Legal action challenges $ 2.8 billion Vineyard Wind project


Solar farm operator sues to block massive Vineyard Wind project

The owner of a New Haven-based solar farm operator has sued the US Department of the Interior to reverse the recent federal agency approval of a 62-turbine wind farm to be developed by the Vineyard Wind joint venture in the United States. off Martha’s Vineyard. Thomas Melone filed a lawsuit in federal court in Boston on Sunday, on behalf of a company he owns, Allco Renewable Energy Ltd. Edgartown part-time resident and boater, Melone cites many issues with Vineyard Wind that he believes could harm Martha’s Vineyard Environment. For example, he said piping plovers could be at risk from any spill of contaminants such as oil from the project. He also raised concerns about the impact on commercial fishermen who normally ply the waters south of the vineyard where the wind farm would be built. Melone says the Home Office, under the leadership of President Joe Biden, rushed an approval even though Vineyard Wind replaced the wind turbines with a larger wind turbine, dubbed Haliade-X, by manufacturer General Electric during the process of ‘exam ; Melone argues that Interior did not properly verify whether these GE turbines could withstand a Category 3 hurricane. It also argues that a large government-backed offshore wind farm such as this is designed to decimate renewable resources at land, such as the Allco solar farms. A spokesperson for Vineyard Wind, a company jointly owned by Avangrid and Copenhagen Infrastructure Partners, declined to comment on the lawsuit. A spokesperson for the Interior Ministry also declined to comment. – JON CHESTO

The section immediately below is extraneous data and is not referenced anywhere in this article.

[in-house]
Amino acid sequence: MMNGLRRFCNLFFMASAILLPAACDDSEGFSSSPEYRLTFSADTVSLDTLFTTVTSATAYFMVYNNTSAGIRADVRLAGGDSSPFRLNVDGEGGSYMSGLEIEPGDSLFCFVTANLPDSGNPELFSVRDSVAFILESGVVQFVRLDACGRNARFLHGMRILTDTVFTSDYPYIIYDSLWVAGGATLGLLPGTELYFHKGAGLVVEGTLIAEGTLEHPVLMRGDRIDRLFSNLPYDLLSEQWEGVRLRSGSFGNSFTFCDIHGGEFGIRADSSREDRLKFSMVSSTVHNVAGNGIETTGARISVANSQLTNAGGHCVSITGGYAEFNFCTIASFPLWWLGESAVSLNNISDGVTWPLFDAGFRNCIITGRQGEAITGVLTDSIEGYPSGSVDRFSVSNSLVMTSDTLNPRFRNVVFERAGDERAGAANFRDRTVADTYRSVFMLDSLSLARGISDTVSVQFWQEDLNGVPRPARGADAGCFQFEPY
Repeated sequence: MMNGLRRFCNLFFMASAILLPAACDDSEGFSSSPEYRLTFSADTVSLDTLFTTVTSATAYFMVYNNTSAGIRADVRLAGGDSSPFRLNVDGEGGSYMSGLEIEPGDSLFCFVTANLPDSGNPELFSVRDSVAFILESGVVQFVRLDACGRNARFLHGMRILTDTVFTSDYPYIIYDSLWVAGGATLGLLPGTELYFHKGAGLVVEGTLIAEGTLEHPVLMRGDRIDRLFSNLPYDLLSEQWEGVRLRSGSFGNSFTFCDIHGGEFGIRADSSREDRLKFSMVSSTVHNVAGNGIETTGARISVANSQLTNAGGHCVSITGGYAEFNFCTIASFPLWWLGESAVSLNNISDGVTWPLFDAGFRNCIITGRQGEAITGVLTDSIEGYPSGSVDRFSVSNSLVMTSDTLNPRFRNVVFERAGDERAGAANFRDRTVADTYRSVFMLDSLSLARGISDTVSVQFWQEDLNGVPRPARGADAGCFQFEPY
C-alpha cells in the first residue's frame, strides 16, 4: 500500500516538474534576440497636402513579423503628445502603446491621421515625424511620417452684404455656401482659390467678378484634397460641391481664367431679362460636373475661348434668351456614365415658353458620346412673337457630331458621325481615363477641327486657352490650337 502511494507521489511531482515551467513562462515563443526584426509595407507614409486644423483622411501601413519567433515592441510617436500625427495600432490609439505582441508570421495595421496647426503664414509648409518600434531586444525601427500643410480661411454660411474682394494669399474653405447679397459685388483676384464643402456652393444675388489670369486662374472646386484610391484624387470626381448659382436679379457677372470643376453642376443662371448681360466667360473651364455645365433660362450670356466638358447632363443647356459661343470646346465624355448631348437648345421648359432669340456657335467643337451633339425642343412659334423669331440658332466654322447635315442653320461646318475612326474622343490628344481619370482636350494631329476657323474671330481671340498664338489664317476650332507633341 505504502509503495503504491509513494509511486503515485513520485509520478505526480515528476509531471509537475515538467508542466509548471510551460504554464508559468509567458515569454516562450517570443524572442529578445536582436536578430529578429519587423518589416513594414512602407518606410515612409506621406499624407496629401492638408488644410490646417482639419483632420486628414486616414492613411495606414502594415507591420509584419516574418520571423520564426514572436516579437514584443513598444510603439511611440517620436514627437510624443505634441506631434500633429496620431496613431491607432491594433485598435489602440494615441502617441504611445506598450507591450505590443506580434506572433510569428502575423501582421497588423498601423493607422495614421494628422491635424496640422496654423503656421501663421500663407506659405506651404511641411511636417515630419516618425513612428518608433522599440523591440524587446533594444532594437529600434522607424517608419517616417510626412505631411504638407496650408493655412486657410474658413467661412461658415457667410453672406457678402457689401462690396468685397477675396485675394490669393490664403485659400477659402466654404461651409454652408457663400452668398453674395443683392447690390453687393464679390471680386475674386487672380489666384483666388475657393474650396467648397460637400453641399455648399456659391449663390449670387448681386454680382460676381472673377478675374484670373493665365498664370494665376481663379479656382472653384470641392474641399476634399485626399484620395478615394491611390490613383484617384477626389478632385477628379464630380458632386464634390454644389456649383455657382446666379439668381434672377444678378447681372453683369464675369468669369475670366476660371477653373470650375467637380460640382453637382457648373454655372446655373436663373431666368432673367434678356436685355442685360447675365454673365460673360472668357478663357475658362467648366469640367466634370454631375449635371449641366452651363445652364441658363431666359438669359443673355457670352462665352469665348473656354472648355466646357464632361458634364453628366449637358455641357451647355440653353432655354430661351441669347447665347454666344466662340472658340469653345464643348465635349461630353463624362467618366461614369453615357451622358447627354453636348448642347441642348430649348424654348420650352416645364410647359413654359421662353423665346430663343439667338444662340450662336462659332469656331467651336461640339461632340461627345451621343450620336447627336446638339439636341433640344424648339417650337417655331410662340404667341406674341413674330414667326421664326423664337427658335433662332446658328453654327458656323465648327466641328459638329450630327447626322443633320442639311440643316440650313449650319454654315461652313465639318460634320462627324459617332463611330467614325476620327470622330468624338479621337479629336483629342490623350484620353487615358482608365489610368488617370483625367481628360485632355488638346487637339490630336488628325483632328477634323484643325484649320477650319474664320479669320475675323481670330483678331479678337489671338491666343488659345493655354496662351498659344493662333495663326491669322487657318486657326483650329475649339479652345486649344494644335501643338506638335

Prudential sells its retirement business for $ 3.5 billion

Prudential Financial Inc. has announced that it will sell its full-service retirement business to a unit of Great-West Lifeco Inc. in Canada for $ 3.55 billion. The business will be purchased by the Empower Retirement division of Great-West Life. Prudential expects total proceeds of about $ 2.8 billion from the sale, which is expected to close in the first quarter of next year, the companies said in a statement. It will grow Empower’s customer base from around 4 million people to 16.6 million participants. Prudential CEO Charles Lowrey strives to transform the business, including selling interest rate sensitive companies and making acquisitions in growing markets. Prudential will continue to participate in the retirement market, serving retirees, employers and those who receive annuities. The deal comes as insurers divest from retirement-related assets to focus on their core businesses. Great-West Life agreed last year to buy the retirement services division of Massachusetts Mutual Life Insurance Co. for $ 3.4 billion. – BLOOMBERG


Coca-Cola sales rebound as COVID-19 declines

Big Soda is back. Coca-Cola Co. sales rebounded faster than expected as the impact of the pandemic eased. The Atlanta-based soft drink giant said on Wednesday its revenue jumped 42% to $ 10.1 billion in the April-June period. This was well ahead of the $ 9.3 billion in sales Wall Street had forecast, according to analysts polled by FactSet. It was even slightly better than the same period in 2019. It was a very different story from the second quarter of 2020, when Coke sales fell 28%. Coke CEO James Quincey said the recovery remains patchy, but as vaccination rates rise, consumers are returning to their pre-pandemic routines. “We have always believed that humans are social creatures and that once the restrictions are lifted and the virus panorama allows people to break out of confidence, they will go back,” Quincey said at a conference Wednesday. telephone with investors. “You can see a lot of things start to happen in the second trimester.” Volume in North America increased 17% as restaurants, cinemas, stadiums and other venues reopened or removed capacity restrictions. Coke has historically recorded half of its revenue in these companies, which have been crushed by the pandemic. Demand for Powerade and other sports drinks was particularly strong, with case volumes up 35% from the same period last year. – ASSOCIATED PRESS